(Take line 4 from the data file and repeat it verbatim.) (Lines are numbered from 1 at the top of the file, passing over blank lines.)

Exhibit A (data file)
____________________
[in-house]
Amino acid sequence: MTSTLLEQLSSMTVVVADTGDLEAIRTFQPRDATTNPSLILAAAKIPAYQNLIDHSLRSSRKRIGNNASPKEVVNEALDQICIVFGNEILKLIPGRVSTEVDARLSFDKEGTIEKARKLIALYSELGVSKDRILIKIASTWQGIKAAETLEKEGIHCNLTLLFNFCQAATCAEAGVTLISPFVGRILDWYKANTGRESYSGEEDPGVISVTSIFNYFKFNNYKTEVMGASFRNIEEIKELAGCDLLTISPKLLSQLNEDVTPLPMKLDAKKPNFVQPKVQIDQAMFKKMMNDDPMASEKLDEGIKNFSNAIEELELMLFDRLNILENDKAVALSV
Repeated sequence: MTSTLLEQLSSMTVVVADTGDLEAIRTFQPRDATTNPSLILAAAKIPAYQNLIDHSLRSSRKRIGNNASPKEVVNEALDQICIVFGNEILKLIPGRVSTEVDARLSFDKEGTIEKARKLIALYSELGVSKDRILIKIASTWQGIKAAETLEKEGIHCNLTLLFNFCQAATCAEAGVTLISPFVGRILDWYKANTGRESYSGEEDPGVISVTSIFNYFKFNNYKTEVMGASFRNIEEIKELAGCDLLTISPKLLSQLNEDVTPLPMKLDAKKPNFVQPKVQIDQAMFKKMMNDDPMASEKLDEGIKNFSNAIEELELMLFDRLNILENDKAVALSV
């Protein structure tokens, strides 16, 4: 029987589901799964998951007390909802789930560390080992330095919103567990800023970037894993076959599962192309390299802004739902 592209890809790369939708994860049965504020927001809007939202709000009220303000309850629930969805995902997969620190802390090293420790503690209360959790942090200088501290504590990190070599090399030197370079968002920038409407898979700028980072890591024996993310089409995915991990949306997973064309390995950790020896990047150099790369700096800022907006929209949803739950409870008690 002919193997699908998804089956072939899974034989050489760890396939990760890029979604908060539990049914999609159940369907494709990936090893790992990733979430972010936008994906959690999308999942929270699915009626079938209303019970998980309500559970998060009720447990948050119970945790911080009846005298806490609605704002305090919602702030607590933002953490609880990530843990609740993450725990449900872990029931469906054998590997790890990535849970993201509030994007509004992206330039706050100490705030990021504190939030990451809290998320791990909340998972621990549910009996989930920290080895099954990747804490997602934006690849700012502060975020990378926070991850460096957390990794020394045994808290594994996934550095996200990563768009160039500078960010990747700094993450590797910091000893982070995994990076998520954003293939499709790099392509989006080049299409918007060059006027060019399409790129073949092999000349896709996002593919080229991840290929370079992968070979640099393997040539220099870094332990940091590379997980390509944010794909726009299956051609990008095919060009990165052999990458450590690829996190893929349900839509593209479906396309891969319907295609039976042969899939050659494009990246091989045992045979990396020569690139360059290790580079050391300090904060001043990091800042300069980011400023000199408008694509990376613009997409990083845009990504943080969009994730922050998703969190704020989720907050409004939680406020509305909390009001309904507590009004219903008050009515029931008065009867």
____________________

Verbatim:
């Protein structure tokens, strides 16, 4: 029987589901799964998951007390909802789930560390080992330095919103567990800023970037894993076959599962192309390299802004739902 592209890809790369939708994860049965504020927001809007939202709000009220303000309850629930969805995902997969620190802390090293420790503690209360959790942090200088501290504590990190070599090399030197370079968002920038409407898979700028980072890591024996993310089409995915991990949306997973064309390995950790020896990047150099790369700096800022907006929209949803739950409870008690 002919193997699908998804089956072939899974034989050489760890396939990760890029979604908060539990049914999609159940369907494709990936090893790992990733979430972010936008994906959690999308999942929270699915009626079938209303019970998980309500559970998060009720447990948050119970945790911080009846005298806490609605704002305090919602702030607590933002953490609880990530843990609740993450725990449900872990029931469906054998590997790890990535849970993201509030994007509004992206330039706050100490705030990021504190939030990451809290998320791990909340998972621990549910009996989930920290080895099954990747804490997602934006690849700012502060975020990378926070991850460096957390990794020394045994808290594994996934550095996200990563768009160039500078960010990747700094993450590797910091000893982070995994990076998520954003293939499709790099392509989006080049299409918007060059006027060019399409790129073949092999000349896709996002593919080229991840290929370079992968070979640099393997040539220099870094332990940091590379997980390509944010794909726009299956051609990008095919060009990165052999990458450590690829996190893929349900839509593209479906396309891969319907295609039976042969899939050659494009990246091989045992045979990396020569690139360059290790580079050391300090904060001043990091800042300069980011400023000199408008694509990376613009997409990083845009990504943080969009994730922050998703969190704020989720907050409004939680406020509305909390009001309904507590009004219903008050009515029931008065009867």